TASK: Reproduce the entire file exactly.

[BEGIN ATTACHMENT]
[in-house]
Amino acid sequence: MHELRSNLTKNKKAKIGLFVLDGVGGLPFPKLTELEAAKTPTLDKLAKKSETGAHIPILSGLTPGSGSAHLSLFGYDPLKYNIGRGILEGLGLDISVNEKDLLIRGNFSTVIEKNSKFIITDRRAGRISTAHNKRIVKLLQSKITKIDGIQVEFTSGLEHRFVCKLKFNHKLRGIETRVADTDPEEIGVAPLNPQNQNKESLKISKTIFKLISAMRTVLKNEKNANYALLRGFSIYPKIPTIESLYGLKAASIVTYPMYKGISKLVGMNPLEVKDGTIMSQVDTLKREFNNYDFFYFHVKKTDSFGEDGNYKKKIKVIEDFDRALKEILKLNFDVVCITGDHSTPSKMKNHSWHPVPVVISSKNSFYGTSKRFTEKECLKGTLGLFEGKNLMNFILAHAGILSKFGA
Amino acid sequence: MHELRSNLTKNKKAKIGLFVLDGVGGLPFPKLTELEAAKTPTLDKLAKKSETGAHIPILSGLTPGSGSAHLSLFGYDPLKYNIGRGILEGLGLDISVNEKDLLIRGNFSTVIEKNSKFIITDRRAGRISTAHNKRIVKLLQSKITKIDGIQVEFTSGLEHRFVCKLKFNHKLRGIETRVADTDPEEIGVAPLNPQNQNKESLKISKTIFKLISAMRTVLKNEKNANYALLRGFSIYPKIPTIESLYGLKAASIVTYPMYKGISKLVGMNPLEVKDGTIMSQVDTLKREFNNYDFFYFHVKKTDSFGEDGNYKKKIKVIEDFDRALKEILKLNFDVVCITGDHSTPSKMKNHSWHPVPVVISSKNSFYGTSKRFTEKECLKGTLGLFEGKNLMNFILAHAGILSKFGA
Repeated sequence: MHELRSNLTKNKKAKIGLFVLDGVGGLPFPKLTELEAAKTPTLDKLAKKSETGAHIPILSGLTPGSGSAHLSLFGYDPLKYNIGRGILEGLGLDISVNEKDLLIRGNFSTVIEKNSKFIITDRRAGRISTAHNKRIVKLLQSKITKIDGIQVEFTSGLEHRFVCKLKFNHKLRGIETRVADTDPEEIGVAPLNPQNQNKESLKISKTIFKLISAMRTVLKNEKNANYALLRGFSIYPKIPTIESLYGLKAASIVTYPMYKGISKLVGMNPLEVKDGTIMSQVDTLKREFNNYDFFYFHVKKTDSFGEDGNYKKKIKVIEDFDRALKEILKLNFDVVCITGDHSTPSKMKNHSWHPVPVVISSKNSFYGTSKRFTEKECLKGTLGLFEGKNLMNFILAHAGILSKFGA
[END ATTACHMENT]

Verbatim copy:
[in-house]
Amino acid sequence: MHELRSNLTKNKKAKIGLFVLDGVGGLPFPKLTELEAAKTPTLDKLAKKSETGAHIPILSGLTPGSGSAHLSLFGYDPLKYNIGRGILEGLGLDISVNEKDLLIRGNFSTVIEKNSKFIITDRRAGRISTAHNKRIVKLLQSKITKIDGIQVEFTSGLEHRFVCKLKFNHKLRGIETRVADTDPEEIGVAPLNPQNQNKESLKISKTIFKLISAMRTVLKNEKNANYALLRGFSIYPKIPTIESLYGLKAASIVTYPMYKGISKLVGMNPLEVKDGTIMSQVDTLKREFNNYDFFYFHVKKTDSFGEDGNYKKKIKVIEDFDRALKEILKLNFDVVCITGDHSTPSKMKNHSWHPVPVVISSKNSFYGTSKRFTEKECLKGTLGLFEGKNLMNFILAHAGILSKFGA
Amino acid sequence: MHELRSNLTKNKKAKIGLFVLDGVGGLPFPKLTELEAAKTPTLDKLAKKSETGAHIPILSGLTPGSGSAHLSLFGYDPLKYNIGRGILEGLGLDISVNEKDLLIRGNFSTVIEKNSKFIITDRRAGRISTAHNKRIVKLLQSKITKIDGIQVEFTSGLEHRFVCKLKFNHKLRGIETRVADTDPEEIGVAPLNPQNQNKESLKISKTIFKLISAMRTVLKNEKNANYALLRGFSIYPKIPTIESLYGLKAASIVTYPMYKGISKLVGMNPLEVKDGTIMSQVDTLKREFNNYDFFYFHVKKTDSFGEDGNYKKKIKVIEDFDRALKEILKLNFDVVCITGDHSTPSKMKNHSWHPVPVVISSKNSFYGTSKRFTEKECLKGTLGLFEGKNLMNFILAHAGILSKFGA
Repeated sequence: MHELRSNLTKNKKAKIGLFVLDGVGGLPFPKLTELEAAKTPTLDKLAKKSETGAHIPILSGLTPGSGSAHLSLFGYDPLKYNIGRGILEGLGLDISVNEKDLLIRGNFSTVIEKNSKFIITDRRAGRISTAHNKRIVKLLQSKITKIDGIQVEFTSGLEHRFVCKLKFNHKLRGIETRVADTDPEEIGVAPLNPQNQNKESLKISKTIFKLISAMRTVLKNEKNANYALLRGFSIYPKIPTIESLYGLKAASIVTYPMYKGISKLVGMNPLEVKDGTIMSQVDTLKREFNNYDFFYFHVKKTDSFGEDGNYKKKIKVIEDFDRALKEILKLNFDVVCITGDHSTPSKMKNHSWHPVPVVISSKNSFYGTSKRFTEKECLKGTLGLFEGKNLMNFILAHAGILSKFGA